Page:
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Anita Kishore, MD

  • Anita Rani Kishore

I'm the Co-director of the Stanford branch of the Klingenstein Medical Student Mentorship Program, which encourages medical students to pursue careers in child and adolescent psychiatry.

I received a 2019-20 Fulbright U.S. Scholar grant. I will use the grant to build and strengthen such mentorship for medical students in India, the Netherlands and Australia, with the goal of increasing access to child psychiatric services worldwide.

Especialidades médicas y/o especialidades quirúrgicas

Child & Adolescent Psychiatry

Trabajo y educación


University of Pittsburgh School of Medicine, Pittsburgh, PA 15261, 5/25/2002

Últimos años de residencia

University of Pittsburgh, Pittsburgh, PA, 6/30/2005


Yale University Child Study Center, New Haven, CT, 6/30/2007

Certificado(s) de especialidad

Child & Adolescent Psychiatry, American Board of Psychiatry and Neurology

Psychiatry, American Board of Psychiatry and Neurology

Todo Publicaciones

Child and Adolescent Psychiatry Perceptions and Career Preference: Participation in a National Medical Student Conference Improves Outcomes. Journal of the American Academy of Child and Adolescent Psychiatry Kishore, A., Sun, K., Guth, S., Kolevzon, A., Martin, A. 2019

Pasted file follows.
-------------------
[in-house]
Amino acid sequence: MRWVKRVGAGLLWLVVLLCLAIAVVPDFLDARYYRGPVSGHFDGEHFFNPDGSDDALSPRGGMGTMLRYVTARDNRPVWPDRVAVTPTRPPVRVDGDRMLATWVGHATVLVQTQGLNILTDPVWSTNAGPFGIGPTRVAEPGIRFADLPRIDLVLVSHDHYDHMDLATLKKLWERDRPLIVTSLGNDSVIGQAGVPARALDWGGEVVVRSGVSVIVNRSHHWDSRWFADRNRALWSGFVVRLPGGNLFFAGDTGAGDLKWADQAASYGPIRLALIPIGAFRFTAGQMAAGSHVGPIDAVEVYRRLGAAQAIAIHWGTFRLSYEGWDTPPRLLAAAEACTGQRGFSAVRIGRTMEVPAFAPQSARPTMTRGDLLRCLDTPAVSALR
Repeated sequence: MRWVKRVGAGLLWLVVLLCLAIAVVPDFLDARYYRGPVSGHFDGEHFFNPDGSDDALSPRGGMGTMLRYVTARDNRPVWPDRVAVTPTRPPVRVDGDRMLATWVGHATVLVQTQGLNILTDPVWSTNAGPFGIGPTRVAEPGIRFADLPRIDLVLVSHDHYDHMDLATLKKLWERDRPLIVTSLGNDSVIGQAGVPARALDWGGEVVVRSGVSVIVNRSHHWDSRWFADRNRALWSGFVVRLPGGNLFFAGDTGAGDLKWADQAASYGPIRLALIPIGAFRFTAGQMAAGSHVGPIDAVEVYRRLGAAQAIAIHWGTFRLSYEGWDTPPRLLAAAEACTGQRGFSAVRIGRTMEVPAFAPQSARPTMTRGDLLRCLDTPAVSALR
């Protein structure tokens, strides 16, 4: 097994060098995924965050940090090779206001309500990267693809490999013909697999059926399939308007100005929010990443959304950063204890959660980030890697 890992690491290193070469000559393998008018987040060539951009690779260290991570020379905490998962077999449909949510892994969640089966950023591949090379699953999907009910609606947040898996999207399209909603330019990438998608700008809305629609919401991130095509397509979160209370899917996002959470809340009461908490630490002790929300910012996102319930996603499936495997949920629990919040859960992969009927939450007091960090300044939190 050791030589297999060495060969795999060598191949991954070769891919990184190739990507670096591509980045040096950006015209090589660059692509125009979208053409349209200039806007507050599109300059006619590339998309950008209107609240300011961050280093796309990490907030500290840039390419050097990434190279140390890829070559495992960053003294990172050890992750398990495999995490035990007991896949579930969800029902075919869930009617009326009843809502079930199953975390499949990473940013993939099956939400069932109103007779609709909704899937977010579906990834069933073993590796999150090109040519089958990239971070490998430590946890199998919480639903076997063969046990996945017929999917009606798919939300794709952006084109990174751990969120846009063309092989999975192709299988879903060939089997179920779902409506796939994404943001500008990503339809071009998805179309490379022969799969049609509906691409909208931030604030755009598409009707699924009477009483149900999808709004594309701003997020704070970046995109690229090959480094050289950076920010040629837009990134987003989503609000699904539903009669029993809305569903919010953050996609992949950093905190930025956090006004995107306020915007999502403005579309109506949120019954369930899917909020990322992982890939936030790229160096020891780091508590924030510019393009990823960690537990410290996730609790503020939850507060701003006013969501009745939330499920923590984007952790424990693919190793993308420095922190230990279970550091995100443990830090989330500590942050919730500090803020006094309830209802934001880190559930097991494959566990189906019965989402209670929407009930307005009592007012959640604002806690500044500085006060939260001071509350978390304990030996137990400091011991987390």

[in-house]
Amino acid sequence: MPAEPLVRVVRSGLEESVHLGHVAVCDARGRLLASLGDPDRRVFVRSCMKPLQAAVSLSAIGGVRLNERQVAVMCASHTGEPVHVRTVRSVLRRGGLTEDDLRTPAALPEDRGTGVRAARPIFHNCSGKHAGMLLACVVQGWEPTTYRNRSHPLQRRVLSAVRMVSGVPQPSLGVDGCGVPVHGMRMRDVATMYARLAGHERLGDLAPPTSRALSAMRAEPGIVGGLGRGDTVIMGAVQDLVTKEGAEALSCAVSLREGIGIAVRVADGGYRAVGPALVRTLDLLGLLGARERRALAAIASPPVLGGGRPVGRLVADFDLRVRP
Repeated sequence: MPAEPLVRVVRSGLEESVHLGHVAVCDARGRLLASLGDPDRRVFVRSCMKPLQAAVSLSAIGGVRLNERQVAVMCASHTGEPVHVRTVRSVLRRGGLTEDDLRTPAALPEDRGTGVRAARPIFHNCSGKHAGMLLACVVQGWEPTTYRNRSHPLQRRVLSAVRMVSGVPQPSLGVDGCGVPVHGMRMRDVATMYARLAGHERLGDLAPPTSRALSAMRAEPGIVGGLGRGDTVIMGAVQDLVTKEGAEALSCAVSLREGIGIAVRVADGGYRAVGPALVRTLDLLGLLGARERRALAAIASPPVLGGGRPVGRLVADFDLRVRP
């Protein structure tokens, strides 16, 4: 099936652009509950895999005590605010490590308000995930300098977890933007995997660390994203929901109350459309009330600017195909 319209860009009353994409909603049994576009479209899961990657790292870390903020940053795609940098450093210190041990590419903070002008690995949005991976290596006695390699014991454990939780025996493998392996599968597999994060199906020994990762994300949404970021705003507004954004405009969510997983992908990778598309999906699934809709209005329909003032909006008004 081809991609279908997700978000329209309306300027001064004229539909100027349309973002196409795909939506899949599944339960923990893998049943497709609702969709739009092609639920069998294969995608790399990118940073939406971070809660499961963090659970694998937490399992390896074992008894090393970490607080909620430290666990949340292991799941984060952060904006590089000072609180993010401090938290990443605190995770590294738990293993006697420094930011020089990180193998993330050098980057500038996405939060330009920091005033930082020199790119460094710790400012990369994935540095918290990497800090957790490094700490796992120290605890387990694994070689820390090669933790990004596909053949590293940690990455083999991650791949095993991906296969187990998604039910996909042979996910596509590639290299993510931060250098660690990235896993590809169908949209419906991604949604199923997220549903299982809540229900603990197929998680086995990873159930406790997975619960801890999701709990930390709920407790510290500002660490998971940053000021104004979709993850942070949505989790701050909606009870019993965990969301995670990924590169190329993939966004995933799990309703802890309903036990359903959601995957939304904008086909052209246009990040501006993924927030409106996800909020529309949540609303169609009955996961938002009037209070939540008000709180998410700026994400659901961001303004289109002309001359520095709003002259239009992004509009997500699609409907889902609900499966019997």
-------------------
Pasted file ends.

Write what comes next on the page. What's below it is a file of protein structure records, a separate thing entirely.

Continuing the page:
OBJECTIVE: Since 2002, the Klingenstein Third Generation Foundation (KTGF) has supported a network of medical schools across the country with the explicit aim of enhancing interest in, and eventual recruitment into the field of child and adolescent psychiatry (CAP). An active component of the KTGF network has been its annual National Medical Student Conference (NMSC).METHOD: The Thirteenth Annual NMSC, supported by the KTGF, was held at Stanford University on February 8 and 9, 2019. We designed a 17-item survey with five underlying themes (balance, finances, patients, systems, and stigma), intended to quantify students' perceptions of the field of CAP. We also rated students' prospective career choices. Surveys were electronically collected at baseline, after the NMSC, and 90 days later.RESULTS: Our baseline sample consisted of 79 students (57% women) from 14 medical schools. We found improvements over time in overall perceptions of child psychiatry (F2,206=7.5, p<0.000), and in four out of five domain scores (F2,206 3.6, p0.03). Prospective career preferences increased over time for CAP (F2,206=3.9, p=0.02), although the effect was time-limited and did not persist after 90 days. We found no change in preference for psychiatry or pediatrics over time.CONCLUSION: An intensive, 2-day conference entirely dedicated to CAP content had salutary effects among medical students in improving their perceptions about the field, and in their reported likelihood of pursuing CAP after graduation.

View details for DOI 10.1016/j.jaac.2019.07.949

View details for PubMedID 31585159